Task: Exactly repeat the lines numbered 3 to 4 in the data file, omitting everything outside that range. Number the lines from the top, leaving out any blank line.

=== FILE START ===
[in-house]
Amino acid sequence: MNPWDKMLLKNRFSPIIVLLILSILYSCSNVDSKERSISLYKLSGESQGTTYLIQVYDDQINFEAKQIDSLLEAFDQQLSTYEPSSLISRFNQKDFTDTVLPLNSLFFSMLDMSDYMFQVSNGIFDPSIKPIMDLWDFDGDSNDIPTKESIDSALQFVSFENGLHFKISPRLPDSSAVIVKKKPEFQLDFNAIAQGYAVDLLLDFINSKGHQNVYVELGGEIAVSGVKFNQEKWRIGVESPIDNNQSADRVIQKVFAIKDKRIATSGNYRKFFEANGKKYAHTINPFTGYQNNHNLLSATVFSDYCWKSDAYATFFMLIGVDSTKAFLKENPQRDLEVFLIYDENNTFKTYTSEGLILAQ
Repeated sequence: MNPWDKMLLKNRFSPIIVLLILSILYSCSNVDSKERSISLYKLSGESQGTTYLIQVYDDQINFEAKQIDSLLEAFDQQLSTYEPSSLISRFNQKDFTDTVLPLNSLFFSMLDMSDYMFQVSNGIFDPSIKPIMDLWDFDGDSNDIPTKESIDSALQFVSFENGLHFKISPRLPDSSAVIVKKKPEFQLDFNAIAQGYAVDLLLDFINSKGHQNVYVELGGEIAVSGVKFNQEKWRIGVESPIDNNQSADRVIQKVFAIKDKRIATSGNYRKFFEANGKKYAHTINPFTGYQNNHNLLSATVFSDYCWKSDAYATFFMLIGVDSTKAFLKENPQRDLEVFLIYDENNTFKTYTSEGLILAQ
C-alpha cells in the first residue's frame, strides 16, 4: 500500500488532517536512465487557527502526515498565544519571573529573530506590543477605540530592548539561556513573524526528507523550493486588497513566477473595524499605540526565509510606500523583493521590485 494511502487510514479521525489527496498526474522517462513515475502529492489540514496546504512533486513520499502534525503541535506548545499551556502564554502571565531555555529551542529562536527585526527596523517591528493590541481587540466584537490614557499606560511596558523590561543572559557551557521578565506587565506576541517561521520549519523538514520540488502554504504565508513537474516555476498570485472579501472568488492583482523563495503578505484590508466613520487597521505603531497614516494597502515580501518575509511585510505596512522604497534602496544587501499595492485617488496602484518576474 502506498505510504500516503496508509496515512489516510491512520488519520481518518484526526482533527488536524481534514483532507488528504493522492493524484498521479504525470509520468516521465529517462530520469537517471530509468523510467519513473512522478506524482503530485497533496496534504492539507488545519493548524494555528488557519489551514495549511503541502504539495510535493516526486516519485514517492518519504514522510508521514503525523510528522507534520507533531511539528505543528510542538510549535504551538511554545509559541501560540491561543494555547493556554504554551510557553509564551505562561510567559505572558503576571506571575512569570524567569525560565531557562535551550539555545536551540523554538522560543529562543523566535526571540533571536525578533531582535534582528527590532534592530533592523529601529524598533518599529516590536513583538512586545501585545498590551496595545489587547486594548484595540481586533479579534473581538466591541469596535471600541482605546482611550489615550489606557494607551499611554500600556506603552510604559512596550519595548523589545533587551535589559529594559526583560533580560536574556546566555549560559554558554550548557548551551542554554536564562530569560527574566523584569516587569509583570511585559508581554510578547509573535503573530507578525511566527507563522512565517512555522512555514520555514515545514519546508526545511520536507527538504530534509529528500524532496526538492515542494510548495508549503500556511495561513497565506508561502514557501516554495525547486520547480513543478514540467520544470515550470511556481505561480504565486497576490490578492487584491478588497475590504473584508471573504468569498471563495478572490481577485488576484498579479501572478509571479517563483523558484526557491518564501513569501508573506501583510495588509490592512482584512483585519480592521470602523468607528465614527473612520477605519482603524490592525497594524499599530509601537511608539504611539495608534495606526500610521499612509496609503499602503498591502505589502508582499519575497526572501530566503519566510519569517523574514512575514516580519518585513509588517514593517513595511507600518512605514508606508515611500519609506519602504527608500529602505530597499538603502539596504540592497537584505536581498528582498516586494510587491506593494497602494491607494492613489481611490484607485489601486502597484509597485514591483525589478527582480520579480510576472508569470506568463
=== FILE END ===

Repeated sequence: MNPWDKMLLKNRFSPIIVLLILSILYSCSNVDSKERSISLYKLSGESQGTTYLIQVYDDQINFEAKQIDSLLEAFDQQLSTYEPSSLISRFNQKDFTDTVLPLNSLFFSMLDMSDYMFQVSNGIFDPSIKPIMDLWDFDGDSNDIPTKESIDSALQFVSFENGLHFKISPRLPDSSAVIVKKKPEFQLDFNAIAQGYAVDLLLDFINSKGHQNVYVELGGEIAVSGVKFNQEKWRIGVESPIDNNQSADRVIQKVFAIKDKRIATSGNYRKFFEANGKKYAHTINPFTGYQNNHNLLSATVFSDYCWKSDAYATFFMLIGVDSTKAFLKENPQRDLEVFLIYDENNTFKTYTSEGLILAQ
C-alpha cells in the first residue's frame, strides 16, 4: 500500500488532517536512465487557527502526515498565544519571573529573530506590543477605540530592548539561556513573524526528507523550493486588497513566477473595524499605540526565509510606500523583493521590485 494511502487510514479521525489527496498526474522517462513515475502529492489540514496546504512533486513520499502534525503541535506548545499551556502564554502571565531555555529551542529562536527585526527596523517591528493590541481587540466584537490614557499606560511596558523590561543572559557551557521578565506587565506576541517561521520549519523538514520540488502554504504565508513537474516555476498570485472579501472568488492583482523563495503578505484590508466613520487597521505603531497614516494597502515580501518575509511585510505596512522604497534602496544587501499595492485617488496602484518576474 502506498505510504500516503496508509496515512489516510491512520488519520481518518484526526482533527488536524481534514483532507488528504493522492493524484498521479504525470509520468516521465529517462530520469537517471530509468523510467519513473512522478506524482503530485497533496496534504492539507488545519493548524494555528488557519489551514495549511503541502504539495510535493516526486516519485514517492518519504514522510508521514503525523510528522507534520507533531511539528505543528510542538510549535504551538511554545509559541501560540491561543494555547493556554504554551510557553509564551505562561510567559505572558503576571506571575512569570524567569525560565531557562535551550539555545536551540523554538522560543529562543523566535526571540533571536525578533531582535534582528527590532534592530533592523529601529524598533518599529516590536513583538512586545501585545498590551496595545489587547486594548484595540481586533479579534473581538466591541469596535471600541482605546482611550489615550489606557494607551499611554500600556506603552510604559512596550519595548523589545533587551535589559529594559526583560533580560536574556546566555549560559554558554550548557548551551542554554536564562530569560527574566523584569516587569509583570511585559508581554510578547509573535503573530507578525511566527507563522512565517512555522512555514520555514515545514519546508526545511520536507527538504530534509529528500524532496526538492515542494510548495508549503500556511495561513497565506508561502514557501516554495525547486520547480513543478514540467520544470515550470511556481505561480504565486497576490490578492487584491478588497475590504473584508471573504468569498471563495478572490481577485488576484498579479501572478509571479517563483523558484526557491518564501513569501508573506501583510495588509490592512482584512483585519480592521470602523468607528465614527473612520477605519482603524490592525497594524499599530509601537511608539504611539495608534495606526500610521499612509496609503499602503498591502505589502508582499519575497526572501530566503519566510519569517523574514512575514516580519518585513509588517514593517513595511507600518512605514508606508515611500519609506519602504527608500529602505530597499538603502539596504540592497537584505536581498528582498516586494510587491506593494497602494491607494492613489481611490484607485489601486502597484509597485514591483525589478527582480520579480510576472508569470506568463